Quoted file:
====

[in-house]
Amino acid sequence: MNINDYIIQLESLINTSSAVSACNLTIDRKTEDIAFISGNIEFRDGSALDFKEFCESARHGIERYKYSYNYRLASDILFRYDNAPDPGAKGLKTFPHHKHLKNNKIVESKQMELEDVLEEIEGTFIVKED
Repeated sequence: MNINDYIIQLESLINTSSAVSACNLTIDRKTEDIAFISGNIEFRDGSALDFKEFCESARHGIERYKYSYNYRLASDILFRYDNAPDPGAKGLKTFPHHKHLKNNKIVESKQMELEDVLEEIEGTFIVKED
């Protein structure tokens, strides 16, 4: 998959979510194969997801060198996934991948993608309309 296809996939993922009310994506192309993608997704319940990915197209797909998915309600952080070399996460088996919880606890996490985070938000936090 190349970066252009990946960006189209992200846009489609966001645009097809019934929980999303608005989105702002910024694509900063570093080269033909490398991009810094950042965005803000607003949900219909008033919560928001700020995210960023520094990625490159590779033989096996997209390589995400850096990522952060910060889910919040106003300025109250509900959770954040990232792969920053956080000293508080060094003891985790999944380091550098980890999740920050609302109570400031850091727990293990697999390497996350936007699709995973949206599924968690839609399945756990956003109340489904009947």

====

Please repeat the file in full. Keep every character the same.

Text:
[in-house]
Amino acid sequence: MNINDYIIQLESLINTSSAVSACNLTIDRKTEDIAFISGNIEFRDGSALDFKEFCESARHGIERYKYSYNYRLASDILFRYDNAPDPGAKGLKTFPHHKHLKNNKIVESKQMELEDVLEEIEGTFIVKED
Repeated sequence: MNINDYIIQLESLINTSSAVSACNLTIDRKTEDIAFISGNIEFRDGSALDFKEFCESARHGIERYKYSYNYRLASDILFRYDNAPDPGAKGLKTFPHHKHLKNNKIVESKQMELEDVLEEIEGTFIVKED
């Protein structure tokens, strides 16, 4: 998959979510194969997801060198996934991948993608309309 296809996939993922009310994506192309993608997704319940990915197209797909998915309600952080070399996460088996919880606890996490985070938000936090 190349970066252009990946960006189209992200846009489609966001645009097809019934929980999303608005989105702002910024694509900063570093080269033909490398991009810094950042965005803000607003949900219909008033919560928001700020995210960023520094990625490159590779033989096996997209390589995400850096990522952060910060889910919040106003300025109250509900959770954040990232792969920053956080000293508080060094003891985790999944380091550098980890999740920050609302109570400031850091727990293990697999390497996350936007699709995973949206599924968690839609399945756990956003109340489904009947």